book reviews by Althea

The Eternal Wonder – Pearl S. Buck **

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I loved ‘The Good Earth,’ when I was a kid. For some reason I never really pursued her other novels – one of those ‘always meant to, but never got around to it’ things.

So – I was quite excited to get this from Goodreads’ First Reads program. (Thank You!)

Unfortunately, this is not a good book.
The introduction (written by Buck’s son and literary executor) makes it clear that he’s aware of that. I got that feeling that,after having paid to retrieve the manuscript, which was apparently stolen from the dying Buck’s bedside, or something, it was going to be published no matter what. And after all, she is a famous, Nobel-Prize-winning author, and it’s good to have it available for literary completeness.

Reading this book is like listening to a well-meaning, good-hearted, but hopelessly behind-the-times elderly person ramble on. Although it was probably written in the early 1970’s (Buck passed away in 1973), the ‘feeling’ and concerns of the book are more what I’d think of as coming from the 1940’s. And – it really lacks plot structure.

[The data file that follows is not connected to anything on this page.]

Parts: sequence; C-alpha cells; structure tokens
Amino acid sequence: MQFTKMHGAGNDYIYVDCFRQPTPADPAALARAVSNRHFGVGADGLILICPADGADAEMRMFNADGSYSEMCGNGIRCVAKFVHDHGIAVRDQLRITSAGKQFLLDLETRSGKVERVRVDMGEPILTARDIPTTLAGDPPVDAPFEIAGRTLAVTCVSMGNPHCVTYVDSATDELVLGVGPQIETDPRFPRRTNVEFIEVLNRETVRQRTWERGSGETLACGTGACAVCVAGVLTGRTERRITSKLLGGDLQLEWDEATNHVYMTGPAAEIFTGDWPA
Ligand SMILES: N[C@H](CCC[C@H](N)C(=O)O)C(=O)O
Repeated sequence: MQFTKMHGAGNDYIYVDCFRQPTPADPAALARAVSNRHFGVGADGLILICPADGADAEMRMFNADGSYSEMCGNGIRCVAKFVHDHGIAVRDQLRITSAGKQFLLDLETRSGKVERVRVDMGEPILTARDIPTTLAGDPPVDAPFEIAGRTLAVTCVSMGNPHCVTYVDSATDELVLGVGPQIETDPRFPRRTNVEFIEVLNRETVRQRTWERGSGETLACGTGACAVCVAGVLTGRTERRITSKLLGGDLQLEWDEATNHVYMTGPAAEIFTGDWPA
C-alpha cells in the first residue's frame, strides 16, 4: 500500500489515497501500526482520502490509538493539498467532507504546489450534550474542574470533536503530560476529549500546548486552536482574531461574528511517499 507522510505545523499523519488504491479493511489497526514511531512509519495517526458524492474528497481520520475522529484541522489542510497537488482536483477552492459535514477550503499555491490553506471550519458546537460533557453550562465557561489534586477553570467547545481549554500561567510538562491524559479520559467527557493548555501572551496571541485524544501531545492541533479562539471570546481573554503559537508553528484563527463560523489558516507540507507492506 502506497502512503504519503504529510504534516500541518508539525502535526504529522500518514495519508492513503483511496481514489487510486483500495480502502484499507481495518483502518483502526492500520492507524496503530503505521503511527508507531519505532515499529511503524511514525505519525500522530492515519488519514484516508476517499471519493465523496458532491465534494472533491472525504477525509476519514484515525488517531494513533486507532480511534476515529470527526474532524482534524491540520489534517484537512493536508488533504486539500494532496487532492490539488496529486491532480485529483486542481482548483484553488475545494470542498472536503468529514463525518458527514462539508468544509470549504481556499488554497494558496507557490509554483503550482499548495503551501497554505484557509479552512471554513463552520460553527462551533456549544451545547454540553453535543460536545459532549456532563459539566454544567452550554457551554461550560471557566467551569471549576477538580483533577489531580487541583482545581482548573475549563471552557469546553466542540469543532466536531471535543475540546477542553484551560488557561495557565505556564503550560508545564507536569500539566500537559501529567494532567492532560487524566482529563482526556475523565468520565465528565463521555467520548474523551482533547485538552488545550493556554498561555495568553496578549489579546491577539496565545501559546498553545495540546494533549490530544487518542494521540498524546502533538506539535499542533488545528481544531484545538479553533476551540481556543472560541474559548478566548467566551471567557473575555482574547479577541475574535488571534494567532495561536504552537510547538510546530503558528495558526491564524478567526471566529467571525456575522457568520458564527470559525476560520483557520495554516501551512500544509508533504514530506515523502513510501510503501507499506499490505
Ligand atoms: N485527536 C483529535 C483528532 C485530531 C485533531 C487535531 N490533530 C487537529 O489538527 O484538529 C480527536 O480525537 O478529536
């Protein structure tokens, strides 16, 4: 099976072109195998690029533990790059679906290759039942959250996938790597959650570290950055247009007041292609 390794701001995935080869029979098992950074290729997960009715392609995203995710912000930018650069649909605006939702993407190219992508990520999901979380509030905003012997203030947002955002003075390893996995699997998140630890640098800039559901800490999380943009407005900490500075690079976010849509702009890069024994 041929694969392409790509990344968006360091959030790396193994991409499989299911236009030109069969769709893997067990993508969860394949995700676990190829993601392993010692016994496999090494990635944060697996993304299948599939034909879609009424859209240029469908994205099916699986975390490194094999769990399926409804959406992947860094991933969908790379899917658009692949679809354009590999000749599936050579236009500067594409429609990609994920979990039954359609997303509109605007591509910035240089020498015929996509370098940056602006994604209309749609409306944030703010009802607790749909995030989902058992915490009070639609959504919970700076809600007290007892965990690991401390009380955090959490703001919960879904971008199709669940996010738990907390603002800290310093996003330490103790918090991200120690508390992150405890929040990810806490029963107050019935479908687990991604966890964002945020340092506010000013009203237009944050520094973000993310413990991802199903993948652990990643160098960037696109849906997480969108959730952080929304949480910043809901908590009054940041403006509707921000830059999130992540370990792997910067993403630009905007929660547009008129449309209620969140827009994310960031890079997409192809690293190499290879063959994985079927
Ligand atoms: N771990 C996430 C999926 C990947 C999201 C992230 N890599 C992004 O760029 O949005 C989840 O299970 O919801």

It’s the story of Randolph – or “Rann,” who’s a child prodigy/genius. But – his supposed genius IQ doesn’t really inform the story in any way, which is odd. A huge chunk of the beginning of the book is devoted to his being in the womb, and being an infant – which, I suppose, gives us an insight into Pearl Buck’s ideas about child development, but is extremely boring.

We move on, following Rann through life.
At an early age, his father dies, leaving him with a tragic background.

He gets molested by one of his professors, which is an opportunity for Buck to give us her rather peculiar ideas about gay people. (The ideas in this section are strikingly outdated to any modern reader).

Then he moves on to have a relationship where he gets taken advantage of by a wealthy older widow.

Then he moves on, and falls in love with a young half-Chinese woman. Buck was a huge activist for the rights of mixed-race individuals, but again, her efforts here to describe the plight of this woman and others like her is: first – overblown to a nuclear degree, and second – again, feels way out of touch with the decade that she was writing in. The events of the story don’t really work, either in the way that I suspect she intended them to, or in any other way.

Then, the book ends, just sort of randomly, leaving the reader with the feeling of having been presented with a string of unrelated events, rather than a crafted story.

I’ll really have to read something else by Buck.


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